• Valhalla will be a more than competent replacement for Blood Gulch/Coagulation. It’s a great map.
  • The new/old assault rifle is a much better all-round starting weapon than the SMG. You’re still at a disadvantage against someone with a better gun obviously, but you’re far less emasculated.
  • RB replacing X takes a bit of getting used to for performing actions. Once you’ve got it, though, it makes things more flexible.
  • The equipment is definitely cool. Bubble shield has its uses, the power drainer – drains shields and disables vehicles in its blast radius – is invaluable for attacking a flag/hill/VIP, and a mine placed at the landing point for the man cannon is guaranteed hilarity. The portable jump pad is only used in one situation in the beta and seems the least flexible, but we’ll see.
  • The new weapons are all quite good. I’m still a bit worried that the laser will be overpowered once people work it out but they all have their caveats. The spike grenade is awesome in tight corridors. The needler might as well be new: it’s a monster that can take someone down with one ‘clip’, and thankfully can’t be dual-wielded now.
  • I’ve had quite a lot of lag, which I’m willing to put down to it not having worked out who makes the best host yet, as in Halo 2. This has the same painful quirk in which you’ll mysteriously warp back a few steps over and over again when you’re lagging, which drives me mad.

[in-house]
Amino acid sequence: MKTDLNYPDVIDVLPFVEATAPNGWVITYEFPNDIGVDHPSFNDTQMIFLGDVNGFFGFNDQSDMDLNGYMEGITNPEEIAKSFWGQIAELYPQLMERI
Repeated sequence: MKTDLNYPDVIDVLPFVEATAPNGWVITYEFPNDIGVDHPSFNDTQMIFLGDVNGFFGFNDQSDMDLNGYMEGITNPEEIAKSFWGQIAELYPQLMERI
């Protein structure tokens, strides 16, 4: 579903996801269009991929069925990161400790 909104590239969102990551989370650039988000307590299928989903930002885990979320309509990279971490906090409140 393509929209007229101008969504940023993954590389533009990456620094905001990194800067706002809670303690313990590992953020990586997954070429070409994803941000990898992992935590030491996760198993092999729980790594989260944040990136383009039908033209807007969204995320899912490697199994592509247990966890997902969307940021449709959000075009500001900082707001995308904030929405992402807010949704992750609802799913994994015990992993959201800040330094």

By far the best part, though, is deliberately sending invites to people who don’t have the beta. They think it’s just as hilarious as I do!

Above all, the game just feels right. It feels like Halo, in other words. This thing is going to make the wait until 26th September even harder.

I Am Win!

Halo 3

I can’t remember the last time I won anything, but I’m thoroughly chuffed with this (clue: it’s under ‘N’). Saves me spending £40 on Crackdown for a while, at least. Unless it turns out to be good, in which case I’ll buy it anyway and have two beta keys.

I used to win stuff all the time, and now maybe it’s only because I enter competitions for stuff that I can’t really buy without a massive overdraft (Premiership tickets and wall-sized televisions, for example) but as far as I can remember the last time I won anything was an advance copy of Batman Forever on VHS in 1995. Maybe that was why I stopped entering competitions…

Regardless, I don’t have to buy a game that I don’t really want, and I’m guaranteed to be playing lots and lots of Halo 3 multiplayer (surely the only game that will ever prise us away from COD2 multi?) in a couple of months. Right when my dissertation is due…